Nigeria Export Import Bank (NEXIM) is worried about high level informal trade in Africa but in Nigeria in particular and their inability to secure finances to grow their businesses.
The Managing Director of NEXIM Mr. Abba Bello cried out to dignitaries at the Afreximbank anniversary and Annual General Meeting in Abuja that his bank was concerned about “the high level of informal trade in Africa, with informal non-oil exports recently estimated at a minimum of $12 billion annually in Nigeria as against recorded non-oil export trade averaging about $3billion annually in recent times.
To address this problem, the NEXIM boss said the bank is now partnering with trade facilitating institutions namely Afreximbank and FCI, under the auspices of the CBN FSS 2020, to develop and promote factoring as an alternative trade finance instrument and an Small and Medium Enterprises (SME) financial inclusion strategy.
This initiative, he said, “Will be one of the financing options that will mitigate the traditional challenges of SMEs in meeting the eligibility criteria for accessing credit from the traditional banking institutions.”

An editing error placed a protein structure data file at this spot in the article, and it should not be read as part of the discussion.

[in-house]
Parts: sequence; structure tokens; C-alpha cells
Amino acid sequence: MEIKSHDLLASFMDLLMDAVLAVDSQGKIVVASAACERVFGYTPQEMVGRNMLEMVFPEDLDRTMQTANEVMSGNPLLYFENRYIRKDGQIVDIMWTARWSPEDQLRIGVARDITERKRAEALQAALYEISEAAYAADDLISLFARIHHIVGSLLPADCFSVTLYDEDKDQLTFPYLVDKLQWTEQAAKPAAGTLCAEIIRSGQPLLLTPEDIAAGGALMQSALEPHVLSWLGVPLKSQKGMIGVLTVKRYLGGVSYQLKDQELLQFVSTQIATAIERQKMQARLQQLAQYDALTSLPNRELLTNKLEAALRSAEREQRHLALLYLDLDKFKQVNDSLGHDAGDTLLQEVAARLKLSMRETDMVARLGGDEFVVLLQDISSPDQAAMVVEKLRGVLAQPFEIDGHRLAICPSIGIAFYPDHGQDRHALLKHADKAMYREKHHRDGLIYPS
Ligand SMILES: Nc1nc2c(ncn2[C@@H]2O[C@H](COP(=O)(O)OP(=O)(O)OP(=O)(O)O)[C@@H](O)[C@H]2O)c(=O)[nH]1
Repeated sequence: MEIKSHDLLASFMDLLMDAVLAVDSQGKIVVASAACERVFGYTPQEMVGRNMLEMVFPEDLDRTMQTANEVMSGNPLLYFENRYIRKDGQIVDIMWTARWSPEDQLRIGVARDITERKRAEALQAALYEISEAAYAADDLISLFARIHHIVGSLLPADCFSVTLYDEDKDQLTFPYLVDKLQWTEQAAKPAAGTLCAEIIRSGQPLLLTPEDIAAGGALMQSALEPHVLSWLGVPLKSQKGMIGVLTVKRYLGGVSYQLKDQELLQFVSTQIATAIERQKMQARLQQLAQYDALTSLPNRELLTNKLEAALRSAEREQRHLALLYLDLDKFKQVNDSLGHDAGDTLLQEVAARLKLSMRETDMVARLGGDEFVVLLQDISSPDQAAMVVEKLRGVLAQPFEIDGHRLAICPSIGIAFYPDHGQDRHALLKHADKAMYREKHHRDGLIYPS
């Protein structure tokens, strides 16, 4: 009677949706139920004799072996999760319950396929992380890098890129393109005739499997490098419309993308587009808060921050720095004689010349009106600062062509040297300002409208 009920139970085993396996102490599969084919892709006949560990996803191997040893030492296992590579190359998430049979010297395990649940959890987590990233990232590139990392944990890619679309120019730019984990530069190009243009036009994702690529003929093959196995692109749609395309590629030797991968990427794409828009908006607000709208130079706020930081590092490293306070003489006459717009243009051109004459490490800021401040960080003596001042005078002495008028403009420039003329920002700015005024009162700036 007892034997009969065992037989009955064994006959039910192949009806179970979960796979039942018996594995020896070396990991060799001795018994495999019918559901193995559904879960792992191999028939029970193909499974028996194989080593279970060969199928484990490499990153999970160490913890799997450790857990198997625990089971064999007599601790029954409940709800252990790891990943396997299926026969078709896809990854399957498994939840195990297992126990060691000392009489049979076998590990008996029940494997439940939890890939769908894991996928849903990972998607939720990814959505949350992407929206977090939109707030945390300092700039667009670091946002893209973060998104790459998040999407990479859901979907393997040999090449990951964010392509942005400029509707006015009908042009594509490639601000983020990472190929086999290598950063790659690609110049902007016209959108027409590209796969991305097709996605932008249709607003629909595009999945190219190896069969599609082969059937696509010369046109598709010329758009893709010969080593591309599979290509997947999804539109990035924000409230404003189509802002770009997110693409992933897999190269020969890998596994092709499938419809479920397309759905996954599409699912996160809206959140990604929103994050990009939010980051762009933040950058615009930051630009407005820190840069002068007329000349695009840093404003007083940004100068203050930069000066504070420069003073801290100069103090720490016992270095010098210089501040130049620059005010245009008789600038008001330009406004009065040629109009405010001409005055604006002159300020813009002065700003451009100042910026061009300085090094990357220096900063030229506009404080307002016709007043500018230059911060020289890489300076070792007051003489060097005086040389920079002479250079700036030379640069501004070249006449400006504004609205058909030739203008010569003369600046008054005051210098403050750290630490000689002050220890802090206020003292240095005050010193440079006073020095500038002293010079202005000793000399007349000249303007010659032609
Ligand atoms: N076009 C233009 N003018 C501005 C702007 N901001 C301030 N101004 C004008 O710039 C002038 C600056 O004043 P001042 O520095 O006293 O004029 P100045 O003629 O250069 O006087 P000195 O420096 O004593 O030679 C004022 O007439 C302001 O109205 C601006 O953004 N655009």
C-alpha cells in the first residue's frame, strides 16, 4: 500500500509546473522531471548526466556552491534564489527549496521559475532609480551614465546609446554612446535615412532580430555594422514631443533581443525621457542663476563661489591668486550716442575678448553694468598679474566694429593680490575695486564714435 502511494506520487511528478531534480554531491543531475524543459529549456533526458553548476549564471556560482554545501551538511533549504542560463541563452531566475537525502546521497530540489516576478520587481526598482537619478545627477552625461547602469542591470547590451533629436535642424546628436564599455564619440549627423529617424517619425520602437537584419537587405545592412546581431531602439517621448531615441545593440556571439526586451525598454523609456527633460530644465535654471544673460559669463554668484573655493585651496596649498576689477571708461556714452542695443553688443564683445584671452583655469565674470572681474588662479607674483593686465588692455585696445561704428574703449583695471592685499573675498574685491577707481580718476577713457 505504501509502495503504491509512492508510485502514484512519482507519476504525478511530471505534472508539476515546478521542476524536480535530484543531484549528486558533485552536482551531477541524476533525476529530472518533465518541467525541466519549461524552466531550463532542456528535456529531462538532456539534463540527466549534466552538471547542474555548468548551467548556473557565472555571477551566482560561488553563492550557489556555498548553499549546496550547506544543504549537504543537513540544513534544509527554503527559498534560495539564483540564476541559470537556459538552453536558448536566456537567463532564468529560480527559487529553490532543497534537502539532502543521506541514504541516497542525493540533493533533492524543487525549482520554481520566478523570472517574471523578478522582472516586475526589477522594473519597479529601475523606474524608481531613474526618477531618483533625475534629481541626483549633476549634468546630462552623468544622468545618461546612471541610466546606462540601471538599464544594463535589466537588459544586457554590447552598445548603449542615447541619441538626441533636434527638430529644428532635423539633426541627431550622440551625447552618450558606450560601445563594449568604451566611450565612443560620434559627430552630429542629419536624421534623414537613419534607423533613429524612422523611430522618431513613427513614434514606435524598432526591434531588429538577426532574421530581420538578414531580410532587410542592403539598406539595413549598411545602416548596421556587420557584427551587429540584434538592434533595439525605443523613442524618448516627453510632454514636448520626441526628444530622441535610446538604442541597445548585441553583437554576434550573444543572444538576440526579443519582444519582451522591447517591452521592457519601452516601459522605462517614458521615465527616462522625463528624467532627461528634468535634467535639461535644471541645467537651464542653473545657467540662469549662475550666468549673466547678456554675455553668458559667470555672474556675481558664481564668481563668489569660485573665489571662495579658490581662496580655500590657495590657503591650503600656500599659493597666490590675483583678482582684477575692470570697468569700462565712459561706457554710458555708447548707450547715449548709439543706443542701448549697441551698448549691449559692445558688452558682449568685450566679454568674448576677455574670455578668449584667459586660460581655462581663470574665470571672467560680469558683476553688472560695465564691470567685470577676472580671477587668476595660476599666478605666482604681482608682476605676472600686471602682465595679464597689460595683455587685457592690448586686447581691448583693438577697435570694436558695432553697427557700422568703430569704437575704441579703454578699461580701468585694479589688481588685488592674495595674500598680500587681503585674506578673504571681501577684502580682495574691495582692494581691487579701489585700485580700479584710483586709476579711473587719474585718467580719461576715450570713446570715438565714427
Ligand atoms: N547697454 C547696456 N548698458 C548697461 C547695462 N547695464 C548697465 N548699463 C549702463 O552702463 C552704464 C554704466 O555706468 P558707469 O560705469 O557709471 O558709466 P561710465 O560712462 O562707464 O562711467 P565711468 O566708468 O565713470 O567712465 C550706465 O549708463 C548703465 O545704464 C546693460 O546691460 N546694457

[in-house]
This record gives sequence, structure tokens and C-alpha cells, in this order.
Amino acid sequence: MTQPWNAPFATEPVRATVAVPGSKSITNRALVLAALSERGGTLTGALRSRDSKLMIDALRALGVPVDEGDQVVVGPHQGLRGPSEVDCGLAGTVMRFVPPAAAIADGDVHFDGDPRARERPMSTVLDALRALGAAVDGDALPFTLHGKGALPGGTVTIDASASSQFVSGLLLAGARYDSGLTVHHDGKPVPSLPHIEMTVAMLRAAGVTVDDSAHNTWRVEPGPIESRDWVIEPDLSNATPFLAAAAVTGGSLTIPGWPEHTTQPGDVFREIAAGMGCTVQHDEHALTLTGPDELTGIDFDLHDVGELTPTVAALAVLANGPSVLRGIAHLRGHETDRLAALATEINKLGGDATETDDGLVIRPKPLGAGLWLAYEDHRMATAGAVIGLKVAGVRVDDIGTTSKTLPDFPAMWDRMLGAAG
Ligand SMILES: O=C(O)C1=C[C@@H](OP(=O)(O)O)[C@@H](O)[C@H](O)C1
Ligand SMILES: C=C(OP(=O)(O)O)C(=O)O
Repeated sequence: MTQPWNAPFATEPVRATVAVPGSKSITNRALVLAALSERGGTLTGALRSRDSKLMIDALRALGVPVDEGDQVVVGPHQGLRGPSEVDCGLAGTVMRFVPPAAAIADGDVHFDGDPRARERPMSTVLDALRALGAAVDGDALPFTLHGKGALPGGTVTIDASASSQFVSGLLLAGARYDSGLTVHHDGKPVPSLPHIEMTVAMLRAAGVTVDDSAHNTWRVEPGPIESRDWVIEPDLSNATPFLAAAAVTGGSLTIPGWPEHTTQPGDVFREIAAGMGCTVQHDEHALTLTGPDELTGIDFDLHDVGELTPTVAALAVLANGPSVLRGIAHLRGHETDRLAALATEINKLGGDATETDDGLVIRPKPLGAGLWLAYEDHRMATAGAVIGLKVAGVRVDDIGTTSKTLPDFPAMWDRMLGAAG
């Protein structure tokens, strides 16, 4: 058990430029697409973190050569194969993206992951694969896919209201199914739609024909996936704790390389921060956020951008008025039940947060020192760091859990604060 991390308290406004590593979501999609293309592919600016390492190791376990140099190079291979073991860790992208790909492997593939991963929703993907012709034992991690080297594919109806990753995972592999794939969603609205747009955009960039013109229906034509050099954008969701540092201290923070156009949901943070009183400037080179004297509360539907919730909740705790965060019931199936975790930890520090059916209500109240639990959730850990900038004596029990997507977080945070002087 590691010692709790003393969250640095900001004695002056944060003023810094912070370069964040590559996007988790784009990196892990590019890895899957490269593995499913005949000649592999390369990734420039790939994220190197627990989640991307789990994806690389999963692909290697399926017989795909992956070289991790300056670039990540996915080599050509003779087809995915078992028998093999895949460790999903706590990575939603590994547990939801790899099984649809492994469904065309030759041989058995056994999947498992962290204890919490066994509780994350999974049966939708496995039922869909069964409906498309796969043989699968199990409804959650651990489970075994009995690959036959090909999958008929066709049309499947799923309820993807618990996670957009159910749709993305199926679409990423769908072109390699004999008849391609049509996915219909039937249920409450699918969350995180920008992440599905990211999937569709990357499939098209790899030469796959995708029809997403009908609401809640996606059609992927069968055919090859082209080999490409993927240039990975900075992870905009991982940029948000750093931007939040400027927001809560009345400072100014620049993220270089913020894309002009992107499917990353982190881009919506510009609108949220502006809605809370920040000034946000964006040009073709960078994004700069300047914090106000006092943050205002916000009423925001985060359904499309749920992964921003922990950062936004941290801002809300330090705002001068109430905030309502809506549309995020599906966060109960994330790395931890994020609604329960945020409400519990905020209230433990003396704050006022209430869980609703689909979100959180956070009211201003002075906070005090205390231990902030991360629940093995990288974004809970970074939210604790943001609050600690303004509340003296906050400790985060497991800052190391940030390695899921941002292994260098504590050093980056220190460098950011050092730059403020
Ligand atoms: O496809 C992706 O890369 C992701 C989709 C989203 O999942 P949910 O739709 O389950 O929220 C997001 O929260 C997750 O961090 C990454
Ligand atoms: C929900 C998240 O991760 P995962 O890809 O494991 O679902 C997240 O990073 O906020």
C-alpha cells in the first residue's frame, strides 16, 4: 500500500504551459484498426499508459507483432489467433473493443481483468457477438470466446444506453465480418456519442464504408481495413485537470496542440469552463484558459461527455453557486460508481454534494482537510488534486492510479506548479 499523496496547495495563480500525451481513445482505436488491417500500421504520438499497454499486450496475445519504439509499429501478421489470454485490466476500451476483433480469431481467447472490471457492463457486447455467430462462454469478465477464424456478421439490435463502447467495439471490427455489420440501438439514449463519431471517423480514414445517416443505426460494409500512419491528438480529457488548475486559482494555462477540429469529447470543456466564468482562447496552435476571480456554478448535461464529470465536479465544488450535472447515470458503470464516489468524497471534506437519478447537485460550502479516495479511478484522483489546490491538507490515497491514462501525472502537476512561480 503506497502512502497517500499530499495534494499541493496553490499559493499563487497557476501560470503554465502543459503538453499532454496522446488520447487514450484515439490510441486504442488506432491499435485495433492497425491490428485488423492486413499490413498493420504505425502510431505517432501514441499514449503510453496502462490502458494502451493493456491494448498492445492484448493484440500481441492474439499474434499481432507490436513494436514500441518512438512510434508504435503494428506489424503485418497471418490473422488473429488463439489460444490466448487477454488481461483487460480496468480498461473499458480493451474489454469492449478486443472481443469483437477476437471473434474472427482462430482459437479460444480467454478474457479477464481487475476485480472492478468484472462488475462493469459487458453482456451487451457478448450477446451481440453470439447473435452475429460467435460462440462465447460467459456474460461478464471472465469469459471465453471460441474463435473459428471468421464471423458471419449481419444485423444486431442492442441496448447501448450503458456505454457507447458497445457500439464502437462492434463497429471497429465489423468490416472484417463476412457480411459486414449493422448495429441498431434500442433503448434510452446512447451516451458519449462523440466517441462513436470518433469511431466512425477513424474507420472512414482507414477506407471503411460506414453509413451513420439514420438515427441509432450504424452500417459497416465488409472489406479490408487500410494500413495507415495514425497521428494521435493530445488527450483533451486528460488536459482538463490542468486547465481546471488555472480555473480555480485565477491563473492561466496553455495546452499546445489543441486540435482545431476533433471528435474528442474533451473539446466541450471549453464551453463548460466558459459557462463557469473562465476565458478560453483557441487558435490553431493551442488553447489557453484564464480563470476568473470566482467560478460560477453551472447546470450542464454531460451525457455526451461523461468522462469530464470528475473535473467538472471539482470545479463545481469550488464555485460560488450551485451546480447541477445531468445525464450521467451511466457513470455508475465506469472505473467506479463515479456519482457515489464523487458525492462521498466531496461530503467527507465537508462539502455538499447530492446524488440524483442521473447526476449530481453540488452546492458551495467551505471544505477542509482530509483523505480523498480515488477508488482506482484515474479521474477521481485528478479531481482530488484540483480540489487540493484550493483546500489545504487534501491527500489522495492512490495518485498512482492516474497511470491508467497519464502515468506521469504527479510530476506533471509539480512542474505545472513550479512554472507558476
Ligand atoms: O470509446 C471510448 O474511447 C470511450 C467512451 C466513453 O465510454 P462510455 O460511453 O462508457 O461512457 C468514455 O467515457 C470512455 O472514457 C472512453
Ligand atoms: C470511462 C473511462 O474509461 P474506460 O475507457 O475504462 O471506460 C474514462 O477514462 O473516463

Dr. Joseph Nnanna, Chairman, Nigerian Export-Import Bank and Deputy Governor Central Bank of Nigeria said Nigerian Export-Import Bank and some key players in the public/private sector, under the auspices of the Financial System Strategy 2020 of the Central Bank of Nigeria, stressed the need to develop an alternative trade financing instrument to promote financial inclusion and boost access to funding by the SMEs. It is heartwarming to note that this partnership has led to the drafting of the Nigerian Factoring Bill currently being considered by the National Assembly.”
This Bill, if passed, he noted “will not only promote a suitable regulatory/legal environment to support the rapid development of factoring services, but will also contribute towards integrating Nigeria into the global factoring market thus positioning the Nigerian economy to benefit from the global factoring volume, which reached €2.6 trillion in 2017, with Africa contributing less than 1%.”
Factoring, Nnanna said, “Will also serve to promote non-oil export trade in line with the objectives of the Federal Government of Nigeria under the Economic Recovery and Growth Plan and also benefit the SMEs, many of whom have limited access to finance through conventional banking institutions, owing to the constraints of collateral, amongst numerous other challenges.